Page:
Since the stack remains in the customer’s account, it will continue to provide a mechanism for capturing changes to the CloudFormation stack, including deletion, back to your company. For example, if a customer deletes the CloudFormation stack, thereby deleting the cross-account role, a notification will be sent to the same SNS topic. This will allow you or your support staff to proactively reach out for troubleshooting or assistance. We recommend removing the customer’s AWS account ID from the SNS topic policy during the stack deletion phase, as they will need to restart the workflow to re-onboard, which will, in turn, re-whitelist their account ID.
Here’s the Resources section from an example CloudFormation template that demonstrates how to create the cross-account role and send it back to your company’s SNS topic:
This CloudFormation YAML script has one section, Resources, with two resources defined within it:
CrossAccountRole resource creates the IAM role that your company can assume in the customer’s account. It consists of three properties:
AssumeRolePolicyDocument– Identifies your company by your account ARN, provided in the Principal, and sets the condition that your company account is allowed to assume the role only as long as the external ID is provided when assuming the role.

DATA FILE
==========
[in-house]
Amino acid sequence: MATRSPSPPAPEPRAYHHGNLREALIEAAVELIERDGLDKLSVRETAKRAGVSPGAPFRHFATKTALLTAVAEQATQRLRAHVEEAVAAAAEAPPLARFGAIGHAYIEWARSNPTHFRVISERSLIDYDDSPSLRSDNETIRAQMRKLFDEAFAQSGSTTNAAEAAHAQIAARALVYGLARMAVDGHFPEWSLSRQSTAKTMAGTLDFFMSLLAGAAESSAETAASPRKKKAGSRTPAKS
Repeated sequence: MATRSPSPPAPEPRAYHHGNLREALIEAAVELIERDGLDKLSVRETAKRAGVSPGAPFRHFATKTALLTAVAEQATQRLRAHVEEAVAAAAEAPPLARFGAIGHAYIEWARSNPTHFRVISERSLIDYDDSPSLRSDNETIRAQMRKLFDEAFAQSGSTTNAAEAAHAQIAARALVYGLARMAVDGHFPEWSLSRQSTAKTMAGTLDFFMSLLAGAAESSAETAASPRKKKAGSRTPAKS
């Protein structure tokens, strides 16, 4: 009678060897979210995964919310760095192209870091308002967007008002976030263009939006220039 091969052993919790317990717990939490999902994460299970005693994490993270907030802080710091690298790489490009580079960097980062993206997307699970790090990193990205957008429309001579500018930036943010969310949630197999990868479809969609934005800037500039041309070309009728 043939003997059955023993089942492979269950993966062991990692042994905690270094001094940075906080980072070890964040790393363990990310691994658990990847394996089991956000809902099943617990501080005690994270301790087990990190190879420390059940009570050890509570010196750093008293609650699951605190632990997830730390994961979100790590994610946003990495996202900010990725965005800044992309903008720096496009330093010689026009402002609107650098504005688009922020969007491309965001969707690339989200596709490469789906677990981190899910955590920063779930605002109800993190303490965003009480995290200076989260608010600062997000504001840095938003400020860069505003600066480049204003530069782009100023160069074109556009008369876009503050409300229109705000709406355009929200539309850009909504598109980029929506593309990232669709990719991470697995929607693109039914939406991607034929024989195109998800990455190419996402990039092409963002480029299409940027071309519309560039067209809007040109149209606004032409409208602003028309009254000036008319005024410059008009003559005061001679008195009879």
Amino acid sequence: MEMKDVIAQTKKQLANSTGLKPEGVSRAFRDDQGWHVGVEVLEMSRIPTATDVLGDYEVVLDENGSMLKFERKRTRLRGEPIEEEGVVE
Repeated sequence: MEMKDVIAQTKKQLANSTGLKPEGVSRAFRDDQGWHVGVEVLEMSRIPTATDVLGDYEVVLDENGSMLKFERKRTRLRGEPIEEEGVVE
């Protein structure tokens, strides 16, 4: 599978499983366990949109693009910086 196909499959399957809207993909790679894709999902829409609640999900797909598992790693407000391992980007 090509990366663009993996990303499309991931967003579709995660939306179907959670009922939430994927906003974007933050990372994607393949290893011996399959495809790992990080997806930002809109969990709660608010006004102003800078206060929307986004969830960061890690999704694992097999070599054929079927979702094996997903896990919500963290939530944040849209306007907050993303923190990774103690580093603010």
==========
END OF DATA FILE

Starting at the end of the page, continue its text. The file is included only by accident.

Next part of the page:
Path– A friendly name or path for the role. We’ve chosen to set this to a forward slash for simplicity.
PolicyDocument– Defines the permissions that this role will be granted. In this example, we are granting the ability to describe EC2 instances in the account and naming the policy
PhoneHomeCustomResource creates a custom resource with three properties:
ServiceToken– Identifies the endpoint that gives the template the ability to access the custom resource in your company’s account. In this case, the service token is the SNS topic ARN in your company’s account. This service token must be from the same region as the stack being created. This SNS topic will, in turn, trigger a Lambda function. This function can perform any onboarding required by your workflow, but, most importantly, sends back the
SUCCESSstatus to CloudFormation so it can proceed with launching the stack.
RoleArn– The ARN of the CrossAccountRole
AccountID– The account ID of the customer’s account that is launching your CloudFormation stack.
CloudFormation is able to identify dependencies and will wait till the
RoleArn resource has been created. Once created, the custom resource will be invoked and the
RoleArn and the
AccountID values will be sent to the
ServiceToken, which is the SNS topic in your company’s account.
In this blog series, we showed you how to create a URL to launch a stack in your customer’s account, dynamically generate a CloudFormation template to include unique data for each customer, and automatically acquire and send information back about created resources, such as IAM cross-account role ARNs. In the next, and final, post in this series, we’ll provide a walkthrough of the entire process.
Do you have any questions or comments? Let us know in the comments section, and check back soon for the final post in this series.